Population pharmacokinetic (PK) and exposure-safety analyses of alisertib were performed in children enrolled in 2 clinical trials: NCT02444884 and NCT01154816. NCT02444884 was a dose-finding study in children with relapsed/refractory solid malignancies (phase 1) or neuroblastomas (phase 2). Patients received oral alisertib 45 to 100 mg/m2 as powder-in-capsule once daily or twice daily for 7 days in 21-day cycles. Serial blood samples were collected up to 24 hours after dosing on cycle 1, day 1. NCT01154816 was a phase 2 single-arm study evaluating efficacy in children with relapsed/refractory solid malignancies or acute leukemias. Patients received alisertib 80 mg/m2 as enteric-coated tablets once daily for 7 days in 21-day cycles. Sparse PK samples were collected up to 8 hours after dosing on cycle 1, day 1. Sources of alisertib PK variability were characterized and quantified using nonlinear mixed-effects modeling to support dosing recommendations in children and adolescents. A 2-compartment model with oral absorption described by 3 transit compartments was developed using data from 146 patients. Apparent oral clearance and central distribution volume were correlated with body surface area across the age range of 2 to 21 years, supporting the use of body surface area–based alisertib dosing in the pediatric population. The recommended dose of 80 mg/m2 once daily enteric-coated tablets provided similar alisertib exposures across pediatric age groups and comparable exposure to that in adults receiving 50 mg twice daily (recommended adult dose). Statistically significant relationships (P <.01) were observed between alisertib exposures and incidence of grade ≥2 stomatitis and febrile neutropenia, consistent with antiproliferative mechanism-related toxicities.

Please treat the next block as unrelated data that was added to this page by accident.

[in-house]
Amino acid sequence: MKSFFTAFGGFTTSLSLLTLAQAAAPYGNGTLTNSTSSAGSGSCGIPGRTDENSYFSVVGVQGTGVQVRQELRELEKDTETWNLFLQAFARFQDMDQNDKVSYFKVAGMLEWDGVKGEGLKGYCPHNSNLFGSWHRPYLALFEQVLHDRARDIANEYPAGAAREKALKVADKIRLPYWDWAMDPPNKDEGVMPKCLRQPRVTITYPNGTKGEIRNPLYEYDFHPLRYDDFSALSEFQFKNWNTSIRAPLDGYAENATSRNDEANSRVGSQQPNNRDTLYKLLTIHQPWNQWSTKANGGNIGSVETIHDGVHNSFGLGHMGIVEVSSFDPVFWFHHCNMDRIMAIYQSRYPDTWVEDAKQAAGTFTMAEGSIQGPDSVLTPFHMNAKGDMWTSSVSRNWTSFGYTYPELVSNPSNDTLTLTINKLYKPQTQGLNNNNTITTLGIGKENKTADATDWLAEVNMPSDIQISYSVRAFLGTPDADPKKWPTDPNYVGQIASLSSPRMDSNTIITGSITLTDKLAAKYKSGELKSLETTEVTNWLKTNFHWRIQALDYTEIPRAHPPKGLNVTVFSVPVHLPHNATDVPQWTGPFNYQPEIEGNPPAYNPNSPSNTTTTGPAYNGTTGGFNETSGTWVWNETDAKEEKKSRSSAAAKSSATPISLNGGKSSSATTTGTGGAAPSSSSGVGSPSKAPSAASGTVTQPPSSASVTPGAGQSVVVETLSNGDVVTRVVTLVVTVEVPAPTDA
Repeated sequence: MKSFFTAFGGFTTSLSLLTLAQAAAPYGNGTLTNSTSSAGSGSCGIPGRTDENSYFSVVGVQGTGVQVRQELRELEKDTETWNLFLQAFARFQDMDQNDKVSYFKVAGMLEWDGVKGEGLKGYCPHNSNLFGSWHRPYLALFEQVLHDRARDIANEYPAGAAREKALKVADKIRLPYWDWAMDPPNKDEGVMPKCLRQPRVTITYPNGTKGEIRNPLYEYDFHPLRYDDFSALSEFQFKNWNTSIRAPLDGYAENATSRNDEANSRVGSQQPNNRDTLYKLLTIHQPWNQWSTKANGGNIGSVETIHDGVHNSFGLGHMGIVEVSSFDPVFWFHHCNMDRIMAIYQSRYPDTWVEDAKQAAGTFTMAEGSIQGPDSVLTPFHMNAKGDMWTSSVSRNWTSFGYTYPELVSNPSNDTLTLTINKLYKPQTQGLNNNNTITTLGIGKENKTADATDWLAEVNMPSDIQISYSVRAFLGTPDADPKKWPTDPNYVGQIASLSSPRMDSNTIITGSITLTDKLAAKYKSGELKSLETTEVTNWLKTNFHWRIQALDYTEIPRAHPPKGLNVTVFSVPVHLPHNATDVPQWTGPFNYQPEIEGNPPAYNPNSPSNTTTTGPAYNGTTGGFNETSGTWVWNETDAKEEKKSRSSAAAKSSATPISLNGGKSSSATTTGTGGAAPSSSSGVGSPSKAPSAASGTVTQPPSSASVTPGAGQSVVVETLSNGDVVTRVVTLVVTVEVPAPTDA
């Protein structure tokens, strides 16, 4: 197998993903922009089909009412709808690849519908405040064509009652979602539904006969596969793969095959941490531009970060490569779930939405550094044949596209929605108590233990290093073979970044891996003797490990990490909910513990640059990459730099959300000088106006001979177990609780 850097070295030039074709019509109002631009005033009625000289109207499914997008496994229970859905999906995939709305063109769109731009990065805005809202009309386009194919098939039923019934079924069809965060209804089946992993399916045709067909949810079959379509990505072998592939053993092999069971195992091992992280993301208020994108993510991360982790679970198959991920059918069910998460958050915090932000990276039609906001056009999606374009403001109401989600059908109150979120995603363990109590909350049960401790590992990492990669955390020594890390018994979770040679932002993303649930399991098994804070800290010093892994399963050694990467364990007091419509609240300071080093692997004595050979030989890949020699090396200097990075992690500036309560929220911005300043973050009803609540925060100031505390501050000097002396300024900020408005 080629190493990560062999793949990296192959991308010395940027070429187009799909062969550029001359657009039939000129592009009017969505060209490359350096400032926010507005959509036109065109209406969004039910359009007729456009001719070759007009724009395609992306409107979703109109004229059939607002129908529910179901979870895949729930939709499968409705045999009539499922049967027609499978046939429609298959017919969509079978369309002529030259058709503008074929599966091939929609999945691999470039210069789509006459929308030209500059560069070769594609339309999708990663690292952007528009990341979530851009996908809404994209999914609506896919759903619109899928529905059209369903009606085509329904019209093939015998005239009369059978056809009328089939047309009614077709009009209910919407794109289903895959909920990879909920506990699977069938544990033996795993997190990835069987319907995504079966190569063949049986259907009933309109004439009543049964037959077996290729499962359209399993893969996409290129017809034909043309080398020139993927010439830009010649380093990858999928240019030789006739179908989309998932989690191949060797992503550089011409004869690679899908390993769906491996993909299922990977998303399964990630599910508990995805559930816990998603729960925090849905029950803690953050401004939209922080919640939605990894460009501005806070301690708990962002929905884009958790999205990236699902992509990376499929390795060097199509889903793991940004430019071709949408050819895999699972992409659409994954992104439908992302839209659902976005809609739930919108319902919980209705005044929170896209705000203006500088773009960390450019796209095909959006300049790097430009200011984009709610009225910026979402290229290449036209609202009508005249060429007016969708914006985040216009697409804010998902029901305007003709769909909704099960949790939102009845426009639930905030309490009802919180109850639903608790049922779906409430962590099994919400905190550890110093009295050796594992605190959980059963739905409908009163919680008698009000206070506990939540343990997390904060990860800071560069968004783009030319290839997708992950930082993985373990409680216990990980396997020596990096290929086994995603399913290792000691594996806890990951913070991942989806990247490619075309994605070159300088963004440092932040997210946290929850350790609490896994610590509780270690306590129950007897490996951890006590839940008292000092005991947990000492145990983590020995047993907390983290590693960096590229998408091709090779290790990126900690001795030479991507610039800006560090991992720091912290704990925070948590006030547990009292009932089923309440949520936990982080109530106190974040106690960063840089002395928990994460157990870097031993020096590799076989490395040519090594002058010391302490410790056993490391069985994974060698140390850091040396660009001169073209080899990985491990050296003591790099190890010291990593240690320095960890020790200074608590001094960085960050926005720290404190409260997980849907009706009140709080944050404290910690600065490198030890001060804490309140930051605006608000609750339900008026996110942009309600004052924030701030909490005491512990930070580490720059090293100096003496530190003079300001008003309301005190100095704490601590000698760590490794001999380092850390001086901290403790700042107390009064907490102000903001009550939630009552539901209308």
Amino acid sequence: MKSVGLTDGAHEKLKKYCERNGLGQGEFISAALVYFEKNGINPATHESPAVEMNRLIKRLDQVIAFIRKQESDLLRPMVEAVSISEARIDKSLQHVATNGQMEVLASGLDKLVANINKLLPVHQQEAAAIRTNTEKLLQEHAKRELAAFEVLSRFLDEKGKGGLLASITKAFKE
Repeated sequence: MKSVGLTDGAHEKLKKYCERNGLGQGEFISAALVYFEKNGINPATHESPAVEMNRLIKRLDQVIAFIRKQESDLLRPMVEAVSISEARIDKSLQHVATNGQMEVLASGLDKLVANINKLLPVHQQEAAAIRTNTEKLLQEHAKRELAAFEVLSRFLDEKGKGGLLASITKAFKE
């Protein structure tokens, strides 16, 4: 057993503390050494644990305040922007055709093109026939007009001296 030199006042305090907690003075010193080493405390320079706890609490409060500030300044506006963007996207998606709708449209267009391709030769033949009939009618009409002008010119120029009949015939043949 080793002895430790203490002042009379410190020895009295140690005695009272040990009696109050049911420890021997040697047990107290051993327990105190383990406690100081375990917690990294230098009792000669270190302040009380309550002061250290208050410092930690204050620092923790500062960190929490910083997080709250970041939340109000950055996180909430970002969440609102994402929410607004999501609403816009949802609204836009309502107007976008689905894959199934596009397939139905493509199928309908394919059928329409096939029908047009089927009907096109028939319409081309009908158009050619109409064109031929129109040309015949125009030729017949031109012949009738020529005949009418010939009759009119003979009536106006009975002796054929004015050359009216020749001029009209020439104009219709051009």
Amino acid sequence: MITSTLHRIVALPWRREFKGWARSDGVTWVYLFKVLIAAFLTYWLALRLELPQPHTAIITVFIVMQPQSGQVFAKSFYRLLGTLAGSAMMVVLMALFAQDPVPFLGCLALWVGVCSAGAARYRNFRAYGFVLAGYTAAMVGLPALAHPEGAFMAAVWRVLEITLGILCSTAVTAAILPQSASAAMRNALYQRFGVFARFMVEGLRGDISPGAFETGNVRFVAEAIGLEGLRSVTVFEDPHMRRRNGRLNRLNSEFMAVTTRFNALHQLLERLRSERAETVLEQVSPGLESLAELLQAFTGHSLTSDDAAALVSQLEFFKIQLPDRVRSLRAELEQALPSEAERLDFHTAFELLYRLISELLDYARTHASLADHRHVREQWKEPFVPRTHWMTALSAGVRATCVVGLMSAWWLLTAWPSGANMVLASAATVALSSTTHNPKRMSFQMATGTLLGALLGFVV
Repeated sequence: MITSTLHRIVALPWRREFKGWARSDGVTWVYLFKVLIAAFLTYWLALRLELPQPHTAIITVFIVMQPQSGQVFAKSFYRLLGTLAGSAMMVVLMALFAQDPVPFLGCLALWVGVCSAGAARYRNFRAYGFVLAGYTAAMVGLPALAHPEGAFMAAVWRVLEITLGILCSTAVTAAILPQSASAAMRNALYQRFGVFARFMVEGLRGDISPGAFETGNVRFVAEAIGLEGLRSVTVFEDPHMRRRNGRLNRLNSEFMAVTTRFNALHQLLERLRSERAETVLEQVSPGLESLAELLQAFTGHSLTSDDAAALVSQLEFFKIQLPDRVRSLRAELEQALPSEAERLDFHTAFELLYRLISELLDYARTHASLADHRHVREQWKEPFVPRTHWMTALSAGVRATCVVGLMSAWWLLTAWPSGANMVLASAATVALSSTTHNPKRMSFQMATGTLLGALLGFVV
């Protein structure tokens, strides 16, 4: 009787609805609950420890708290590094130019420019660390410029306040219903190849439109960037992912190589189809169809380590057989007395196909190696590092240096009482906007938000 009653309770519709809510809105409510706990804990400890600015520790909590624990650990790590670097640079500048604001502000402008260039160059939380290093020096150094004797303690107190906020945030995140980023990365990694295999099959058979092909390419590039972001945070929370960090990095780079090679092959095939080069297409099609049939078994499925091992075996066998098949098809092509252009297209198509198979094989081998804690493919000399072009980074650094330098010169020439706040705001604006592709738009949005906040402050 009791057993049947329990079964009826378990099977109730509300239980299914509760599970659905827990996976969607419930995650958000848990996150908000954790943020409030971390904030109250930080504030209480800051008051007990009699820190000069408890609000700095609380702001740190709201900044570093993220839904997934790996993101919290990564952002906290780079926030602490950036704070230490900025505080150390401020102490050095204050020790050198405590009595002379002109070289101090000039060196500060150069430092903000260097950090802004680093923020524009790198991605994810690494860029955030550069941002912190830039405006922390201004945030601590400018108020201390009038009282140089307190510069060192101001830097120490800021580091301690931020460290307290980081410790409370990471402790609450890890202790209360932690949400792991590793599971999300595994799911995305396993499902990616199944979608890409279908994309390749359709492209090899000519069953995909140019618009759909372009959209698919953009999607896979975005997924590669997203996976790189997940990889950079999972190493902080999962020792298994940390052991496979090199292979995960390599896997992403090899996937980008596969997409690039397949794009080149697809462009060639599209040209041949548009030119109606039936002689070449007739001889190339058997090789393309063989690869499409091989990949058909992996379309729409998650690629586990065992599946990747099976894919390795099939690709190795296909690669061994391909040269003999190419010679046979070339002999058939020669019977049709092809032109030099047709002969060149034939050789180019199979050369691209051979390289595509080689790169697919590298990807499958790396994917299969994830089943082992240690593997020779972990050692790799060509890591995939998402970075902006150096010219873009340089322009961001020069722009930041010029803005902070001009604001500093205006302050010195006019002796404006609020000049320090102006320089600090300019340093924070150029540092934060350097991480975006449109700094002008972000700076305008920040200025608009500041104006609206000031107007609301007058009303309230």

Bibliographical noteFunding Information:
Medical writing support for the development of this manuscript, under the direction of the authors, was provided by Rhian Dyer, MSc(Comm), of Ashfield MedComms, an Ashfield Health company, funded by Millennium Pharmaceuticals, Inc, Cambridge, MA, a wholly owned subsidiary of Takeda Pharmaceutical Company Limited, and complied with the Good Publication Practice‐3 guidelines. 32
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